The Jayapura chapter of the Indonesian Ulema Council has raised concern over the past three years that the actions of firebrand cleric Ja'far Umar Thalib and his followers could harm the delicate religious harmony in Papua. (Antara Photo/Gusti Tanati)

Police Name Former Laskar Jihad Leader a Suspect in Religiously Charged Assault Case in Papua

BY : FAROUK ARNAZ & DION BISARA

MARCH 01, 2019

Jakarta. Police have named firebrand cleric Ja'far Umar Thalib, former commander of the disbanded Islamist militant organization Laskar Jihad, a suspect in a case of assault in Jayapura, Papua. 

Ja'far, who is at the forefront of spreading a puritanical form of Islam in Indonesia, has a long history of involvement in sectarian conflict. 

According to media reports, the Jayapura chapter of the Indonesian Ulema Council (MUI) had raised concern over the past three years that the actions of Ja'far and his followers could harm the delicate religious harmony in Indonesia's easternmost province.

On Wednesday, these concerns materialized. Police said Ja'far – who runs the Ihya As-Sunnah Islamic boarding school in Keerom district, 30 kilometers south of Jayapura – allegedly incited his followers to attack the house of Jayapura resident Henock Niki. 

Niki was reportedly confronted at around 5:30 a.m. by several sword-wielding people dressed in white. The pretext for the alleged attack was that he played his music too loud and that it disrupted the morning prayers at a nearby mosque. 

"The perpetrators then severed the cables of the victim's speakers. They told him that the loud music was disturbing worshipers in the mosque," National Police spokesman Brig. Gen. Dedi Prasetyo told reporters in Jakarta on Friday.

However, according to Dedi, the homeowner told his alleged attackers that the morning prayer was at 4:15 a.m., which should have been over by that time. They subsequently fled south in a minibus.

The incident sparked tension among Jayapura residents on Wednesday but police were quick to diffuse the situation before it could escalate. They named seven suspects in the case on Thursday, including Ja'far, who, unlike his co-accused, was not detained over health concerns.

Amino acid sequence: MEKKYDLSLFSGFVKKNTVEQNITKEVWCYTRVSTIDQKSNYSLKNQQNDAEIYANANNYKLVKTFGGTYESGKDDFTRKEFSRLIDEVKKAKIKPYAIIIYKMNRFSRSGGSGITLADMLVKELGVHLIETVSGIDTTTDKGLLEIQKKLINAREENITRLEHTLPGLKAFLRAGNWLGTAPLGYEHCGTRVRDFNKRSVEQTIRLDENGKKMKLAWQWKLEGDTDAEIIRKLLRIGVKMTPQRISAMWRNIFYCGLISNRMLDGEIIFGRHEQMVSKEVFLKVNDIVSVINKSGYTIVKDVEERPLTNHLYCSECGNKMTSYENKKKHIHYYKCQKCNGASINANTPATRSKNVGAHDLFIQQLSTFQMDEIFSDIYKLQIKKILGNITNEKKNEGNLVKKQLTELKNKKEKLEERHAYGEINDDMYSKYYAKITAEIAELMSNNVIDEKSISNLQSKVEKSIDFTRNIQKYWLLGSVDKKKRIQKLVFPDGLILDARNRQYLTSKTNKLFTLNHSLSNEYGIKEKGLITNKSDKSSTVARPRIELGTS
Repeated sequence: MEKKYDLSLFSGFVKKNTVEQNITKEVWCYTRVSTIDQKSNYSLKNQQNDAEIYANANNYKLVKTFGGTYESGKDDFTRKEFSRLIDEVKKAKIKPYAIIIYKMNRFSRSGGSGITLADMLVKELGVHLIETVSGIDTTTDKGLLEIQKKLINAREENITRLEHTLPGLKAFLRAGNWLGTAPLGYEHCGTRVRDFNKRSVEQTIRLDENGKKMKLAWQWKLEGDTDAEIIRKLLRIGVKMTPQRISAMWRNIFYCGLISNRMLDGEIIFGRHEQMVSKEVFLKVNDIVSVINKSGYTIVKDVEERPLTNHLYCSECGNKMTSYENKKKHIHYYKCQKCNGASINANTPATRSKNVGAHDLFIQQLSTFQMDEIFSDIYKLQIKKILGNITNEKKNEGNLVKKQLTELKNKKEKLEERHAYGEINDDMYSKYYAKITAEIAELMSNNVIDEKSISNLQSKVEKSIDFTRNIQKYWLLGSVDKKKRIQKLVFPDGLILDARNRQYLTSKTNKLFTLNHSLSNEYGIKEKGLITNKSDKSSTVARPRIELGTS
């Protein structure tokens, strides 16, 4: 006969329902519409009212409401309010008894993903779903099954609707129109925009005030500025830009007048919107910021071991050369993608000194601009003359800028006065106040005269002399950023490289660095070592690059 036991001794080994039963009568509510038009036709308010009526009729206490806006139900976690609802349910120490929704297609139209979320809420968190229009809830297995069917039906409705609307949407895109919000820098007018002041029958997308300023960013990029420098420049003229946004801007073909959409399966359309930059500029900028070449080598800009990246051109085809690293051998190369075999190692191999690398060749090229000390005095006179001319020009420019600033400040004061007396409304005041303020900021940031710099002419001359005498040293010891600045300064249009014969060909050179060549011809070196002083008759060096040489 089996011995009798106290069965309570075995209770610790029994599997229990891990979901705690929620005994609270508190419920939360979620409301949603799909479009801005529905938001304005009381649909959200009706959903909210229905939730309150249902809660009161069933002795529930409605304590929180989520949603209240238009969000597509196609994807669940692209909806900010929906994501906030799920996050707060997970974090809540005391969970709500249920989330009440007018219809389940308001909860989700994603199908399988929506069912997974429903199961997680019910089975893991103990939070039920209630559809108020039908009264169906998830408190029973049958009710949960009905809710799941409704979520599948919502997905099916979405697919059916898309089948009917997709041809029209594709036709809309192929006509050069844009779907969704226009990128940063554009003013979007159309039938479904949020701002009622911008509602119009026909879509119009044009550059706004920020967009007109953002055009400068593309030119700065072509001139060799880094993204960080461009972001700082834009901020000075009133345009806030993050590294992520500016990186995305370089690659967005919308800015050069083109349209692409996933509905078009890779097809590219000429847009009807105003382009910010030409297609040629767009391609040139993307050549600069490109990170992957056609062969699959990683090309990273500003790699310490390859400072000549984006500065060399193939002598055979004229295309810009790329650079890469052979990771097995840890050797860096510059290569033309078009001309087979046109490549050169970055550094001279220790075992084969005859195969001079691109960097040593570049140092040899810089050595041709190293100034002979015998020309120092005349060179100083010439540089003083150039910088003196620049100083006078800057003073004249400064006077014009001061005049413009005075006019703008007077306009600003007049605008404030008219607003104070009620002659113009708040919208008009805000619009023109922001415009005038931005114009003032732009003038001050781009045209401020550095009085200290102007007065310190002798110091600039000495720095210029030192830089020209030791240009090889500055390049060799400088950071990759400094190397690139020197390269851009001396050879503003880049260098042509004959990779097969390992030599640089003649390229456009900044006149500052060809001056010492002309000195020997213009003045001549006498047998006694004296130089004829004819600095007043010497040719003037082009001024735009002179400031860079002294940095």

Ja'far is a former student of the Islamic and Arabic College of Indonesia (Lipia), a Saudi-backed university in Jakarta that teaches Salafism, a revivalist movement that demands that its followers return to the practices of the Prophet Muhammad and the early generations of Muslims, which it considers the purest form of Islam.

He continued his studies in Yemen, which further strengthened his hardline views. In 2001, Ja'far led Laskar Jihad to help defend Muslims in Ambon during a violent sectarian conflict on the islands. He disbanded the group after the conflict over concerns that politicians may use it for their own gain.

He later established the Ahl Sunnah Wal Jama'ah Communication Forum (FKASWJ) to ensure that Laskar Jihad's former members remain in touch.  

However, Ja'far has been involved in many disputes with Salafists participating in Indonesian politics, according to a report by NU Online, the publication wing of Nahdlatul Ulama, the country's largest Islamic organization.  

Ja'far moved to Keerom in 2015, following the Tolikara incident, during which a mosque was burnt down in the Papuan town. He allegedly launched a jihad, or holy war, against the perceived enemies of Islam in Papua following the incident, while insisting that his continued presence in the province and the building of Islamic schools there were solely for preaching Islam.

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